Journalists' Expose' On California Board of Registered Nursing Shows Shocking Delays Which Harm The Public
Thursday, July 23, 2009, 06:13 PMThe Los Angeles Times and the nonprofit news organization Pro Publica published an article, July 11, 2009, regarding the shocking delays tolerated by the California in investigating patient complaints against registered nurses. The article, entitled, "When Care Givers Harm: Problem Nurses Stay On The Job As Patients Suffer", describes the result of an investigation by reporters into licensing records of every nurse – 2,000 in all – who faced disciplinary action from 2002 to 2008.
The reporters found that, “The RN board took more than three years, on average, to investigate and discipline errant nurses, according to its own statistics." Yet, in at least 6 other large states, "the process typically takes a year or less.” The articles describes how 61 nurses were accused of wrongdoing by employers before the Board got around to even filing charges against them or disciplining them.
In response to the article, Gov. Schwartznegger cleaned house at the RN Board, firing some of the RN Board members, while others resigned. . Let's hope the new people bring about a new way of doing things in taking action against bad nurses.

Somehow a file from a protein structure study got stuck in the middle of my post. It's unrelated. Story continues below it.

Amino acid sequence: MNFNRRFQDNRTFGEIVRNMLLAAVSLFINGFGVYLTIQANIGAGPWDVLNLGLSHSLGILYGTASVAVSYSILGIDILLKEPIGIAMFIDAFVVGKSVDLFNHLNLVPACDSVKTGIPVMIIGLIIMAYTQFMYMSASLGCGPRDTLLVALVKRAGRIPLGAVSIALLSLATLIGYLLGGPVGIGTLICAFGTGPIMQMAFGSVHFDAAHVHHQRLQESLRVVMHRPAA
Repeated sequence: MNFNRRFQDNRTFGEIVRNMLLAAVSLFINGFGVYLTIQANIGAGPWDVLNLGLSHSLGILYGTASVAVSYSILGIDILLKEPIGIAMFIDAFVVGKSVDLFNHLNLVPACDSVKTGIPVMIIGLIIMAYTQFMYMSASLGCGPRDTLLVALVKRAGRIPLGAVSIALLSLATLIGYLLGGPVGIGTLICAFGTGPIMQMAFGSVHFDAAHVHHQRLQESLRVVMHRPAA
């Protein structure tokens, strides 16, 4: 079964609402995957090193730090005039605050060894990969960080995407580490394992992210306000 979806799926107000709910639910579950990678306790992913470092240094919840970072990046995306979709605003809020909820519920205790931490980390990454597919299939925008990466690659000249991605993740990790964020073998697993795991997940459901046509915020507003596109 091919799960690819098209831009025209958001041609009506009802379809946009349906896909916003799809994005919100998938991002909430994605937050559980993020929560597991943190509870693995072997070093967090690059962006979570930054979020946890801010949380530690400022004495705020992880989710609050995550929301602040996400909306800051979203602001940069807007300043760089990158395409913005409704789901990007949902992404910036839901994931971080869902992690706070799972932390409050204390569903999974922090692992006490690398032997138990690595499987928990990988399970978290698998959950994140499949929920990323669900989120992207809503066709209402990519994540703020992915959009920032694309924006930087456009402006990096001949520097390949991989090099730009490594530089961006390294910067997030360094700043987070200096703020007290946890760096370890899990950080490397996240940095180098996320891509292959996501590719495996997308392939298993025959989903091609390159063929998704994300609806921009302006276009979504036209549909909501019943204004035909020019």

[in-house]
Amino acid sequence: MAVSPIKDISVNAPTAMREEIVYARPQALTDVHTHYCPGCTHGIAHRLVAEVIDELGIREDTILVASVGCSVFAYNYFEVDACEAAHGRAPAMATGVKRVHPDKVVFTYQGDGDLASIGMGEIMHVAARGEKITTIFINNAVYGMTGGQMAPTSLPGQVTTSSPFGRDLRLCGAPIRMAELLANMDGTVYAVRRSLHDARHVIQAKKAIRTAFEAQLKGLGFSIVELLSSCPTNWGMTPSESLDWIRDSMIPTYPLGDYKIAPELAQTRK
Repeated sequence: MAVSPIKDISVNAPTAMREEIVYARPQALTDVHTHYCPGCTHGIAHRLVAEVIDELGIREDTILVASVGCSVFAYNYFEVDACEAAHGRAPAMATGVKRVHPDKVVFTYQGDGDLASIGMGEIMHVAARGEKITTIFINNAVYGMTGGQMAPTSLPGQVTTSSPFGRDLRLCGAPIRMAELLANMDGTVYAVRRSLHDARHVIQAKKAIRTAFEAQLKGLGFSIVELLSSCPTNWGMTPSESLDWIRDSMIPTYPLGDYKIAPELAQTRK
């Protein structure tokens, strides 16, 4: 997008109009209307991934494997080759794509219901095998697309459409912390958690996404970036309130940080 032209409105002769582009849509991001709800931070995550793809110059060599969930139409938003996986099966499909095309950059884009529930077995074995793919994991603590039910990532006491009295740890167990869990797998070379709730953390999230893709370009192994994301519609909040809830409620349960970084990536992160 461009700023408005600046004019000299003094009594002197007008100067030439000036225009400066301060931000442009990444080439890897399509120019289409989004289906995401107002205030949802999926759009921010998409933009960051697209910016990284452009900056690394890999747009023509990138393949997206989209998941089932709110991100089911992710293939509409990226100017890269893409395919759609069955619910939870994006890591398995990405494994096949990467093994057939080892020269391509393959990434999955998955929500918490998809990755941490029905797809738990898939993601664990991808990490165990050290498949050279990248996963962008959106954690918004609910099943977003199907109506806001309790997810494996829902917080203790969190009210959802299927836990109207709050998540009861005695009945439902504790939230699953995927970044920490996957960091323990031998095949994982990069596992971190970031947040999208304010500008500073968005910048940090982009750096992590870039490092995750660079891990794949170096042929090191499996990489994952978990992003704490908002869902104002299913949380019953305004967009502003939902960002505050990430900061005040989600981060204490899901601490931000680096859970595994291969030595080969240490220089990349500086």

The article profiles some of the patients who were hurt by the nurses' misconduct, including Spencer Sullivan, 48. Spencer was rendered a paraplegic in 2001 as a result of an overdose of medication given to him by a nurse, Rose McKenzie, who did not think to question it when doctors at UC San Francisco Medical Center mistakenly wrote identical orders for Spencer's post surgery medications. The nurse gave him the double dose, and then did not check back on him, according to state licensing records. As a result of the overdose, he suffered a brain injury, rendering him quadriplegic. It took the Board until April 2008 – 6 1/2 years later – to file charges against the nurse. McKenzie did not even contest the charges, and her license was revoked.
The Propublica website describes the heartbreaking cases of other victims of nursing incompetence where the RN board took years to act on the complaints, leaving the public to be unwitting victims of these bad nurses.
The website contains an extremely useful database, The California Sanctioned Nurses Database. It contains detailed information on bad nurses by name, county, and type of misconduct, including:
1090 nurses who lost their licenses
436 nurses on probation
191 nurses with cases pending
262 nurses who have completed probation
80 nurses in other categories
You can even pull up the public accusation and disciplining documents for these nurses from the data base. I urge anyone with a case against a California nurse to check the database for a match.
Getting Expert Advice From Occupational Therapist on Safety Check of Your Home May Be Key To Aging In Place